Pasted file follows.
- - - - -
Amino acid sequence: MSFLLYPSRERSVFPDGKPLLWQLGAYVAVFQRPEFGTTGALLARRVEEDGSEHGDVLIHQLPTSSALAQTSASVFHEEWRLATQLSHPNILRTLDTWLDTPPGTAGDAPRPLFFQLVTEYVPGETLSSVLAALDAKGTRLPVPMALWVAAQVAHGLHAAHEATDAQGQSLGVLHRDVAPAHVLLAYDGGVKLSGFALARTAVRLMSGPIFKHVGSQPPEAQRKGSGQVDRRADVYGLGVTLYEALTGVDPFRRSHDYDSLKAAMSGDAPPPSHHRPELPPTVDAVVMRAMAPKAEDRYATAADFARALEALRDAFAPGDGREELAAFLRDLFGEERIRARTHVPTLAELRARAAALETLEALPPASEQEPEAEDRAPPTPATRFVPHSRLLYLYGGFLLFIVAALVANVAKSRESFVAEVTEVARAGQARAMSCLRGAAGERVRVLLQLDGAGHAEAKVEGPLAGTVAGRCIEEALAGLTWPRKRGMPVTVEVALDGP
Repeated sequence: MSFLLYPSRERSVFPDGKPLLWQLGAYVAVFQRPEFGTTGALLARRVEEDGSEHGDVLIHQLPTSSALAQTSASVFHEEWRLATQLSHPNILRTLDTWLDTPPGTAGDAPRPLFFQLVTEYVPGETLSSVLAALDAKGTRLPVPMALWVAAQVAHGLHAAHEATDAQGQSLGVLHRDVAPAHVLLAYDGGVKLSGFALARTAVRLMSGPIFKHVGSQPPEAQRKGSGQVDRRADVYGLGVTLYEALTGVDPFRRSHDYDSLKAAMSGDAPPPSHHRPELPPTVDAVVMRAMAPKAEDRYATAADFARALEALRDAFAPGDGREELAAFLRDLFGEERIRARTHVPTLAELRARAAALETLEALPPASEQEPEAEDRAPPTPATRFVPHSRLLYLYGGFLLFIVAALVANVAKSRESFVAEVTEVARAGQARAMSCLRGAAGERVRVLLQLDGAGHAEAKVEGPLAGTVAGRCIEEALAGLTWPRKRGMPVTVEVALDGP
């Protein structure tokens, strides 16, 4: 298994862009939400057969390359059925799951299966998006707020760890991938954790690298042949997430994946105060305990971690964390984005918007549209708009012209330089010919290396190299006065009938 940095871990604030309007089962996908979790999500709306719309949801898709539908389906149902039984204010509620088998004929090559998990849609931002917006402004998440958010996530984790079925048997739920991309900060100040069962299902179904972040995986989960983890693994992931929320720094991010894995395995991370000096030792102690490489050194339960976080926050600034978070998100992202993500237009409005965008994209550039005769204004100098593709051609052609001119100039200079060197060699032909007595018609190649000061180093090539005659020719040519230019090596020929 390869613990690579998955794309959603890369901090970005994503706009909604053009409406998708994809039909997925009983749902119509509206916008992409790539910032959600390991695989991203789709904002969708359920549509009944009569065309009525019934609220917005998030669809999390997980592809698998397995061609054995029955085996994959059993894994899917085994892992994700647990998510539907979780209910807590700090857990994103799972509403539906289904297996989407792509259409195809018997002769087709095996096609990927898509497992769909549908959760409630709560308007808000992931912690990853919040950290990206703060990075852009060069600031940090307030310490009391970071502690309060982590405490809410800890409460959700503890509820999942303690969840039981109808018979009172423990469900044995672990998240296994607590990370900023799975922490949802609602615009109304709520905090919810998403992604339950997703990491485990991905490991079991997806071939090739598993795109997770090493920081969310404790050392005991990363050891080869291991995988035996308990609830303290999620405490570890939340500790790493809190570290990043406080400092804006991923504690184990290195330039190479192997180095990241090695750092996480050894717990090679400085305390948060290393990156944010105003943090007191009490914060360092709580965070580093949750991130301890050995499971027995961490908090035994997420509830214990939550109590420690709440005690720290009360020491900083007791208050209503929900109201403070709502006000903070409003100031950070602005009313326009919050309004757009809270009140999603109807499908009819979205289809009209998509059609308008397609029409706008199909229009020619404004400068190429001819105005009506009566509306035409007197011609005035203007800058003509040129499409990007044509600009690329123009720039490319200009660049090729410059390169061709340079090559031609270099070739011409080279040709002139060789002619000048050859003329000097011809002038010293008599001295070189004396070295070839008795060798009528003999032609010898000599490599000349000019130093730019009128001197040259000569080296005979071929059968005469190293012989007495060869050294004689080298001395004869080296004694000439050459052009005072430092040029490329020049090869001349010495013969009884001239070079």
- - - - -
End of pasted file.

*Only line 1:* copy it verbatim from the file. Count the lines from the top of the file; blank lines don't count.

Amino acid sequence: MSFLLYPSRERSVFPDGKPLLWQLGAYVAVFQRPEFGTTGALLARRVEEDGSEHGDVLIHQLPTSSALAQTSASVFHEEWRLATQLSHPNILRTLDTWLDTPPGTAGDAPRPLFFQLVTEYVPGETLSSVLAALDAKGTRLPVPMALWVAAQVAHGLHAAHEATDAQGQSLGVLHRDVAPAHVLLAYDGGVKLSGFALARTAVRLMSGPIFKHVGSQPPEAQRKGSGQVDRRADVYGLGVTLYEALTGVDPFRRSHDYDSLKAAMSGDAPPPSHHRPELPPTVDAVVMRAMAPKAEDRYATAADFARALEALRDAFAPGDGREELAAFLRDLFGEERIRARTHVPTLAELRARAAALETLEALPPASEQEPEAEDRAPPTPATRFVPHSRLLYLYGGFLLFIVAALVANVAKSRESFVAEVTEVARAGQARAMSCLRGAAGERVRVLLQLDGAGHAEAKVEGPLAGTVAGRCIEEALAGLTWPRKRGMPVTVEVALDGP